Graywolf to Publish Daniel Sada’s “Almost Never”

DanielSada_CL
I've just heard from Graywolf that they've acquired the rights to Mexican novelist Daniel Sada's book Casi Nunca ("Almost Never"). The book is scheduled for U.S. publication in 2010 or 2011. You can read a review of Casi nunca at Letras Libres.

This is great news, as it marks the first English translation of a major contemporary Mexican author, a man often compared to the likes of Juan Rulfo and even Roberto Bolano.

Sada was among the authors selected for Dalkey's recent anthology, Best of Contemporary Mexican Fiction, and I found Sada's contribution good enough to single out in my review:

The feel of “The Woman in the Red Coat” is similar to that of Daniel
Sada’s “The Ominous Phenomenon.” Here, and for virtually the only time
in the collection, we finally see Mexico’s poor close up, and although
these rurals are possibly illiterate, this story still feels the most
Bolañoian in the collection. As with so much of Bolaño, “The Ominous
Phenomenon” narrates a perfectly purposeless tale full of trivial peaks
and valleys that finally just up and quits before reaching any sort of
climax. It is also the anthology’s grittiest work, the one that feels
the most in the tradition of Rulfo’s peasants.

This is the story: A poor man has been stationed by a landowner on a
“ranch” in the middle of the desert, where there is little for him to
do other than eke out a life of subsistence. One day the landowner
deposits another man with him and charges them to “make bricks,” a job
that necessitates a painful trek over the sun-scorched earth to bring
back precious water for mud, water that should more properly be drunk
by two men who, it becomes clear, are abandoned in the desert. Why are
they making bricks? Will the boss even come back to inspect their
progress? Who knows? After negotiating some minor brushes with machismo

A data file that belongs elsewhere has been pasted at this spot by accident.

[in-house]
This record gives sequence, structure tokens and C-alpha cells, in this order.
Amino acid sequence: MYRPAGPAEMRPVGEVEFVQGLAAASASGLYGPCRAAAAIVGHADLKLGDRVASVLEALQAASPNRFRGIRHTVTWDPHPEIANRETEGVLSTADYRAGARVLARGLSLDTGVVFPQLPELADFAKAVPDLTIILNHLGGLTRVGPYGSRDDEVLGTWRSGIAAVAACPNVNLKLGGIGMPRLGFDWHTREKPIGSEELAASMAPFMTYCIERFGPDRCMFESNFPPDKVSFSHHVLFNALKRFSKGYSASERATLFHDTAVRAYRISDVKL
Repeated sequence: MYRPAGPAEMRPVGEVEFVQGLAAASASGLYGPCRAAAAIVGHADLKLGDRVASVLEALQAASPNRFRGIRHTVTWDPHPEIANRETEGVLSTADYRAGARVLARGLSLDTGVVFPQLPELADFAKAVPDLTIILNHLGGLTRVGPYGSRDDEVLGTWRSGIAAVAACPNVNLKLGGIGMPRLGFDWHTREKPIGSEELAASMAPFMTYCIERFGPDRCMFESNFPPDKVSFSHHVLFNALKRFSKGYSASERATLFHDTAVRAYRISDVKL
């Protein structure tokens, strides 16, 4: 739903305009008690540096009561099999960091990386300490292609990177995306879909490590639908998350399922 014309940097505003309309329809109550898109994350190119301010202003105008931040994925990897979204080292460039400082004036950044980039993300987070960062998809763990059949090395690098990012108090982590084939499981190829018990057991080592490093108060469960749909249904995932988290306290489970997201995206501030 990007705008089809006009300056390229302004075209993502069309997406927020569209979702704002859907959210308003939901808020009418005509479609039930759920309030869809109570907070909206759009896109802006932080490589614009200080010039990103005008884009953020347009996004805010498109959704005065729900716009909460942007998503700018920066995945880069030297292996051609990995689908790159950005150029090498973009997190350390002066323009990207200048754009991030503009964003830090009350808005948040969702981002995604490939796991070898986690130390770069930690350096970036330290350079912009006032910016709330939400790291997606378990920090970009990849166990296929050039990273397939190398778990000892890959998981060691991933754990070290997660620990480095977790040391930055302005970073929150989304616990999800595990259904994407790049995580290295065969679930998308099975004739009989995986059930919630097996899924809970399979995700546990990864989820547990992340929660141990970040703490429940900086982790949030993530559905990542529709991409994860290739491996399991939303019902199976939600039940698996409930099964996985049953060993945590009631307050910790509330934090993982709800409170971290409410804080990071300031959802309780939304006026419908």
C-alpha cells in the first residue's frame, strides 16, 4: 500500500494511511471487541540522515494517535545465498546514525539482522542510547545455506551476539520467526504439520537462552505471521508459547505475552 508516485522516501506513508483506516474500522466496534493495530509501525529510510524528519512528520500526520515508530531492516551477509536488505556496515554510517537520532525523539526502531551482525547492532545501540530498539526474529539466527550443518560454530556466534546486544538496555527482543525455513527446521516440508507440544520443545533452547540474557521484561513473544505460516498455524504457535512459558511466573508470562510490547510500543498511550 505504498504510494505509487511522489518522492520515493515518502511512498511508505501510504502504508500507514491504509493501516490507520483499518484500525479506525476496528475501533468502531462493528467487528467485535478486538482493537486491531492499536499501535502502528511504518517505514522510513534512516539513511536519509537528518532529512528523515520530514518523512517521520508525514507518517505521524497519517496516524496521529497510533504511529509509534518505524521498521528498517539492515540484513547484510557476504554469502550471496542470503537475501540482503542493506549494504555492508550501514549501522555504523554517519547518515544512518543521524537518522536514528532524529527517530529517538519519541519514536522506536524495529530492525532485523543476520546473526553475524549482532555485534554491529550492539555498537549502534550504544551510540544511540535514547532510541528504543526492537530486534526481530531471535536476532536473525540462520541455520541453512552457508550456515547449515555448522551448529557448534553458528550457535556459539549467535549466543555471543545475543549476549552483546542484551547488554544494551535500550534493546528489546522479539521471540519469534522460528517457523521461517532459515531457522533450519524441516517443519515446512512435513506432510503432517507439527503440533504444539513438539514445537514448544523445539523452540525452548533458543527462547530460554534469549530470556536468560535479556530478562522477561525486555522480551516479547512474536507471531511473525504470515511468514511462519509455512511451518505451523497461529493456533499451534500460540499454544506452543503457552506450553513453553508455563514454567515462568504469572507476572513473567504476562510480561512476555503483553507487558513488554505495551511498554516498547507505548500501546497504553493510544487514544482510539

likely to occur between two such men in such a situation, Sada leaves
them, the bricks unmade, the daunting task of dragging back the water
still ahead, neither man any closer to any sort of answer, or even an
explanation.

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This is great news, as you said, Sada’s one of Mexico’s greatest contemporary authors. Often overlooked. People tend to mention those before, and those after (Rivera Garza, Volpi and his fellow Crack members, etcetera)forgetting his great ouvre.
However, I wonder what you mean when you describe his work as Bolañoeian, as itg is something I’ve been reading a lot about in the US-translators circle. Better said, I know what you mean, as there’s a certain bolañesque aura that surrounds most of Bolaño’s work, which is great, and yet it seems to me that his extreme success in the US is being counterproductive to the rest of the continent’s literature (even if it has no need to be productive in the first place). The whole field is being divided between the leftovers of the Boom’s magical realism and the new Bolaño-like wave.
I mean, commercially, it makes sense. It’s a great way to garner new readers, but in the long run it could end up biasing possible future readers.
Nonetheless, it makes me happy to note the appearance of Aira, Roncagliolo, Cristina Rivera Garza, among others.
Cristina Rivera Garza has, in my opinion, written one of the best novels about Mexico in Nadie me verá llorar (which I think’s available in english).

[…] exists in English. To my knowledge, no book of his has been translated, although Graywolf is in the process of doing Casi nunca (“Almost Never”). (Apparently it’s given translator Katherine Silver, […]

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